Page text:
All very welcome!
The Season of Septuagesima comprises the three weeks immediately preceding Lent. It forms one of the principal divisions of the Liturgical Year, and is itself divided into three parts, each part corresponding to a week: the first is called Septuagesima; the second, Sexagesima; the third, Quinquagesima.
All three are named from their numerical reference to Lent, which, in the language of the Church, is called Quadragesima, - that is, Forty, - because the great Feast of Easter is prepared for by tile holy exercises of Forty Days. The words Quinquagesima, Sexagesima, and Septuagesima, tell us of the same great Solemnity as looming in the distance, and as being the great object towards which the Church would have us now begin to turn all our thoughts, and desires, and devotion.
Now, the Feast of Easter must be prepared for by a forty-days’ recollectedness and penance. Those forty-days are one of the principal Seasons of the Liturgical Year, and one of the most powerful means employed by the Church for exciting in the hearts of her children the spirit of their Christian vocation. It is of the utmost importance, that such a Season of penance should produce its work in our souls, - the renovation of the whole spiritual life. The Church, therefore, has instituted a preparation for the holy time of Lent. She gives us the three weeks of Septuagesima, during which she withdraws us, as much as may be, from the noisy distractions of the world, in order that our hearts may be the more readily impressed by the solemn warning she is to give us, at the commencement of Lent, by marking our foreheads with ashes.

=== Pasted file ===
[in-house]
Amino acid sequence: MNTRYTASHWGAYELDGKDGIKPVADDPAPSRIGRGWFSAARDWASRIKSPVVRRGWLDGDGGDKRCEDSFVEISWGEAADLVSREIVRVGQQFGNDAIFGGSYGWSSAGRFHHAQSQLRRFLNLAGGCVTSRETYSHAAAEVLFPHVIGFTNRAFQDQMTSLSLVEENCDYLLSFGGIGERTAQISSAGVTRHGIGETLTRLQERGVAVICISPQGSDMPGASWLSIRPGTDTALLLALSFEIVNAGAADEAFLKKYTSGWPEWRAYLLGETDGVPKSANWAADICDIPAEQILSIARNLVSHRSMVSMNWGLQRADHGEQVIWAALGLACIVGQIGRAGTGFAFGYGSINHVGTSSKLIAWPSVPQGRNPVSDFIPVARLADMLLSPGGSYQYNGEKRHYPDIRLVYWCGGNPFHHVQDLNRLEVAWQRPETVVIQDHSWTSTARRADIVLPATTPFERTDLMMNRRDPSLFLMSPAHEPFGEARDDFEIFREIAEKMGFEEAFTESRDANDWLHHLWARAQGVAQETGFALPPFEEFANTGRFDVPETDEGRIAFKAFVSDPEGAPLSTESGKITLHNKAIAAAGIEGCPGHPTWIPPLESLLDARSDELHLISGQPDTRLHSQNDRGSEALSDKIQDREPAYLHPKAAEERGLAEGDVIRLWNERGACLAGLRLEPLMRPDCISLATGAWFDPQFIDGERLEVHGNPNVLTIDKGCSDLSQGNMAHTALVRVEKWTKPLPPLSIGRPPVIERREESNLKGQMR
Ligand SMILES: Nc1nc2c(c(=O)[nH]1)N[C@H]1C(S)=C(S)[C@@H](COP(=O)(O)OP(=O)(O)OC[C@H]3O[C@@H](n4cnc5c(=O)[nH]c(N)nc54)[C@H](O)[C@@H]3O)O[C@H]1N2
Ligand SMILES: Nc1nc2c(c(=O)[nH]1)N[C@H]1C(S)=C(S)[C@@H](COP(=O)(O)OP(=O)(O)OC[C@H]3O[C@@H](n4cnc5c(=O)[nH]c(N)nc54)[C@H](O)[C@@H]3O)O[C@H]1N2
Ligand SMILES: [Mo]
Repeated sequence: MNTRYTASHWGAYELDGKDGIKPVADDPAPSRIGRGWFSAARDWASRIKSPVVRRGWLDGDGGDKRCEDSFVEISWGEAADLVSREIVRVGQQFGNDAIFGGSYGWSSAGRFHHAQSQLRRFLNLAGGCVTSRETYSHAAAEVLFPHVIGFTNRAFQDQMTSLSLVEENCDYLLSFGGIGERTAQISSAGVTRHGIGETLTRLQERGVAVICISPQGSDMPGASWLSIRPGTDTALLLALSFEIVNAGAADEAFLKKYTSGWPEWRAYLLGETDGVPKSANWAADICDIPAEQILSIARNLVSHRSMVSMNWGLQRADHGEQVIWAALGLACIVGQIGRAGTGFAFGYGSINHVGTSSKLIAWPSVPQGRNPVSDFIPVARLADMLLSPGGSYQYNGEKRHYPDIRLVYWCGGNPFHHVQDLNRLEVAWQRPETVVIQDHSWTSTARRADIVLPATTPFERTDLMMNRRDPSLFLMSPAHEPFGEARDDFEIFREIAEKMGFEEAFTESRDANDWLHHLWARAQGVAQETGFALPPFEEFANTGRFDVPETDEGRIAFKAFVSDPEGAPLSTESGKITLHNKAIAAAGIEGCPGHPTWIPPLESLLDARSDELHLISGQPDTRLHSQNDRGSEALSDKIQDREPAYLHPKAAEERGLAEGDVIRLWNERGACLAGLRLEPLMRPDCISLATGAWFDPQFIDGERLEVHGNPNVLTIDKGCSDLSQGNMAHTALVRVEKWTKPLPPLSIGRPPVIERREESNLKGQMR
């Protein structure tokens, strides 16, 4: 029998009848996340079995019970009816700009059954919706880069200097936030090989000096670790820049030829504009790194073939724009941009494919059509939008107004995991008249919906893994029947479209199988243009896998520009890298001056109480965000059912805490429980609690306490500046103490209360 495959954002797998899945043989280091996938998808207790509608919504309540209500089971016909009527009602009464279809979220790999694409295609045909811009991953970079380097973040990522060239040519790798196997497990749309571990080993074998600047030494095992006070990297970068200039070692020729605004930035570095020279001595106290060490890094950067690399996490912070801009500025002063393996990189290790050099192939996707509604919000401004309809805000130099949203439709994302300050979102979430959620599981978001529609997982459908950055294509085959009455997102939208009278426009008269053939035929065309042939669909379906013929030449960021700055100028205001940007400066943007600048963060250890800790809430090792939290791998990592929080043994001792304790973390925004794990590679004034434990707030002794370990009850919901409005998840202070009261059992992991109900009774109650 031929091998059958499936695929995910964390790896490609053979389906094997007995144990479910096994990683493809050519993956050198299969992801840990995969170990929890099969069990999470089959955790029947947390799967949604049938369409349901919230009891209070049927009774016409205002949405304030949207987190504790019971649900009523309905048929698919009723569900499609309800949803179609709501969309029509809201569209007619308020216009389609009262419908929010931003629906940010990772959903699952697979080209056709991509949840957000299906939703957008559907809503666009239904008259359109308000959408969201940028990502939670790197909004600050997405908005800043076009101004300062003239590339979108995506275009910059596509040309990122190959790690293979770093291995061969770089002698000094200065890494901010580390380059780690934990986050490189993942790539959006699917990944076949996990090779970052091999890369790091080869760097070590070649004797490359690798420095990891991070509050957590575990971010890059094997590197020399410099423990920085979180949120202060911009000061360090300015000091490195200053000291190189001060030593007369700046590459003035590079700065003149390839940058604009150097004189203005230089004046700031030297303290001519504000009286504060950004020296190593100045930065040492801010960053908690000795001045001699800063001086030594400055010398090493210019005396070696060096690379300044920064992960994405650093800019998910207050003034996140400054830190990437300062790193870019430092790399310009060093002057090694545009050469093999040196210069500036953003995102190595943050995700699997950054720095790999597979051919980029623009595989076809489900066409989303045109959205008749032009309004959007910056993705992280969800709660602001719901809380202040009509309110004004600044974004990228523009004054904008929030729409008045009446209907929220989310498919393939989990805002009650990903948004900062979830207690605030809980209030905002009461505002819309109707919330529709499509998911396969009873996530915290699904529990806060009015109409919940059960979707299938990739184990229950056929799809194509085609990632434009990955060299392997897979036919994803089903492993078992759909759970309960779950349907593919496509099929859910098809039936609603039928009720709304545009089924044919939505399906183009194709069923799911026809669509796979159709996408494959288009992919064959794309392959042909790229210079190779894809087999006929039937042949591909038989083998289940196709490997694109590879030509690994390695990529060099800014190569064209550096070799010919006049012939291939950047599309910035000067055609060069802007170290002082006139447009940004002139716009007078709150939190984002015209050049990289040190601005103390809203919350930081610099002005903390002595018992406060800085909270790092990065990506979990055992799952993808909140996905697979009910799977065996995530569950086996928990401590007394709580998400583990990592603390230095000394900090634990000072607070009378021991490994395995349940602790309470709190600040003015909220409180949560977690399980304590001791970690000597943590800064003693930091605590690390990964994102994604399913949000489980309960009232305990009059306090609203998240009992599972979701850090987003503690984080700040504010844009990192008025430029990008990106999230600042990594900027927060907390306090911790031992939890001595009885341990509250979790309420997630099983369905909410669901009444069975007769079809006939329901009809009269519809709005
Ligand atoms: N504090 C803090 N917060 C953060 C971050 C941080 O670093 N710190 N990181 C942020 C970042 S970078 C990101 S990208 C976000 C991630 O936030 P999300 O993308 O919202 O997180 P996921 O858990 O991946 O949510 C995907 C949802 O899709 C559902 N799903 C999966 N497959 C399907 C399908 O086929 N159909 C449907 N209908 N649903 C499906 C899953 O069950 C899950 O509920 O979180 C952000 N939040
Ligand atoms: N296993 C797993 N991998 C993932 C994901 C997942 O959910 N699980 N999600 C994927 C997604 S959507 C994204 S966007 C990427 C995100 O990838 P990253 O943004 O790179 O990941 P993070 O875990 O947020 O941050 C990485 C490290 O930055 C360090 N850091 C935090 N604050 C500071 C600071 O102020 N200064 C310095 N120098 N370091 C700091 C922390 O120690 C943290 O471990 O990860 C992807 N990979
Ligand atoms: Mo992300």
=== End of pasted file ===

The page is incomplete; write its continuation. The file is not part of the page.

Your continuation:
This prelude to the holy season of Lent was not known in the early ages of Christianity: its institution would seem to have originated in the Greek Church. The practice of this Church being never to fast on Saturdays, the number of fasting-days in Lent, besides the six Sundays of Lent, (on which, by universal custom, the Faithful never fasted,) there were also the six Saturdays, which the Greeks would never allow to be observed as days of fasting: so that their Lent was short, by twelve days, of the Forty spent by our Saviour in the Desert. To make up the deficiency, they were obliged to begin their Lent so many days earlier.
To help us prepare for the serious time of penance and sorrow that arrives with Lent proper; to remind us sinners of the grievousness of his errors, and to exhort him to penance.
So the priest appears at the altar in violet, the colour of penance, and the front of the altar is covered with a violet curtain. To arouse our sorrow for our sins, and show the need of repentance, the Church in the name of all mankind at the Introit cries with David: The groans of death surrounded me, the sorrows of hell encompassed me: and in my affliction I called upon the Lord, and he heard my voice from his holy temple. (Ps. 27, 5-7) I will love thee, O Lord, my strength; the Lord is my firmament, and my refuge, and my deliverer. (Ps. 27:2-3) Glory be to the Father, etc.